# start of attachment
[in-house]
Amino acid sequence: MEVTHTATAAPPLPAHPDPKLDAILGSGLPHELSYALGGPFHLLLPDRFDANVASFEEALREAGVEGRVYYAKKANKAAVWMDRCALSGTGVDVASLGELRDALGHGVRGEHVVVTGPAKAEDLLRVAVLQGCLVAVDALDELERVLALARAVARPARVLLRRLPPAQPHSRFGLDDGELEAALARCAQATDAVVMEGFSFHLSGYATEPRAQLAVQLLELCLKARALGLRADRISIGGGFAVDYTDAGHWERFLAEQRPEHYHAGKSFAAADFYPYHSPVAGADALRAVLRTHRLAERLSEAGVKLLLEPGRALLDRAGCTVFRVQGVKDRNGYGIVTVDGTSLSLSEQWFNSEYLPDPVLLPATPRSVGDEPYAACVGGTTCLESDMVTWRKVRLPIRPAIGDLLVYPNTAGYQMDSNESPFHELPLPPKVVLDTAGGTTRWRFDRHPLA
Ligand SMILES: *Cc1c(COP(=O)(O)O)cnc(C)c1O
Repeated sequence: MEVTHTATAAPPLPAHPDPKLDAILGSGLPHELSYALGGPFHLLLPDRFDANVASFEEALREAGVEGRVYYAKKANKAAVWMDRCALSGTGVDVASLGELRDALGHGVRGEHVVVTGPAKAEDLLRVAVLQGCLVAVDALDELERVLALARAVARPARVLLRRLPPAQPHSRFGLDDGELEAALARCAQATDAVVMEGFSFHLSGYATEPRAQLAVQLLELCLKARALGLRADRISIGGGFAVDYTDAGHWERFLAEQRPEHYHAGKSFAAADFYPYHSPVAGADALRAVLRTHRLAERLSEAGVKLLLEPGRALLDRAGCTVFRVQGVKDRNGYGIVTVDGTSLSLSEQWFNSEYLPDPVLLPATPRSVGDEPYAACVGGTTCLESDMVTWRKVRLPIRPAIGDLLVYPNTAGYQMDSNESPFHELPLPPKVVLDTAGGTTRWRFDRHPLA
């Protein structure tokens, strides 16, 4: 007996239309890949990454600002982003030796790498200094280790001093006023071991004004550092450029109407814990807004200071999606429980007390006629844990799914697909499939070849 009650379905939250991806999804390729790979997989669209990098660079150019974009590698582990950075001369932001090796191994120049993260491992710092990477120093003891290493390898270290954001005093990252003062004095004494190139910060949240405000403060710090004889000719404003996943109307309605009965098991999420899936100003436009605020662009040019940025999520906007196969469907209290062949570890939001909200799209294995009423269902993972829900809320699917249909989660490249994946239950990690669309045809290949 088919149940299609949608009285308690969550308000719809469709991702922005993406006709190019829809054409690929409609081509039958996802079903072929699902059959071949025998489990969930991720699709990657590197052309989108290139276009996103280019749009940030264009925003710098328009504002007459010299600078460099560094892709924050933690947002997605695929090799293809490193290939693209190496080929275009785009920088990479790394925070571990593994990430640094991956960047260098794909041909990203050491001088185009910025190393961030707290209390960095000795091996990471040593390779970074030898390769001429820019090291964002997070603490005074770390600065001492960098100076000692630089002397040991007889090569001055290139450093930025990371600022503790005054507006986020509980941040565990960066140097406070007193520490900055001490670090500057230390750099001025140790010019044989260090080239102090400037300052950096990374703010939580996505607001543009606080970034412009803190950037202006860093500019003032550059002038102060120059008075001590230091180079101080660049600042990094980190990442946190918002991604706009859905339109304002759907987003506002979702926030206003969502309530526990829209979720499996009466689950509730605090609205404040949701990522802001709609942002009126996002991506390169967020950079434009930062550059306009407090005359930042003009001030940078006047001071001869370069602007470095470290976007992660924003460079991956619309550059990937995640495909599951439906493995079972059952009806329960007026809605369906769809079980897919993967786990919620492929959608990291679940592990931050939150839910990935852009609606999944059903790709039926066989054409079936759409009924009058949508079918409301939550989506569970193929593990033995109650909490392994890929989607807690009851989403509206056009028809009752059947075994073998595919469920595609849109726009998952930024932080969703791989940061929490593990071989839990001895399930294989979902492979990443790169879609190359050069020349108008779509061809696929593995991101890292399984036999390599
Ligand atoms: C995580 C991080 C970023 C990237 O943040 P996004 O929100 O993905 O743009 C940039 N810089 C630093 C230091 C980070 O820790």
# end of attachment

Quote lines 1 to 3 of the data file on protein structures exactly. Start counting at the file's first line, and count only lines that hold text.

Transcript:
[in-house]
Amino acid sequence: MEVTHTATAAPPLPAHPDPKLDAILGSGLPHELSYALGGPFHLLLPDRFDANVASFEEALREAGVEGRVYYAKKANKAAVWMDRCALSGTGVDVASLGELRDALGHGVRGEHVVVTGPAKAEDLLRVAVLQGCLVAVDALDELERVLALARAVARPARVLLRRLPPAQPHSRFGLDDGELEAALARCAQATDAVVMEGFSFHLSGYATEPRAQLAVQLLELCLKARALGLRADRISIGGGFAVDYTDAGHWERFLAEQRPEHYHAGKSFAAADFYPYHSPVAGADALRAVLRTHRLAERLSEAGVKLLLEPGRALLDRAGCTVFRVQGVKDRNGYGIVTVDGTSLSLSEQWFNSEYLPDPVLLPATPRSVGDEPYAACVGGTTCLESDMVTWRKVRLPIRPAIGDLLVYPNTAGYQMDSNESPFHELPLPPKVVLDTAGGTTRWRFDRHPLA
Ligand SMILES: *Cc1c(COP(=O)(O)O)cnc(C)c1O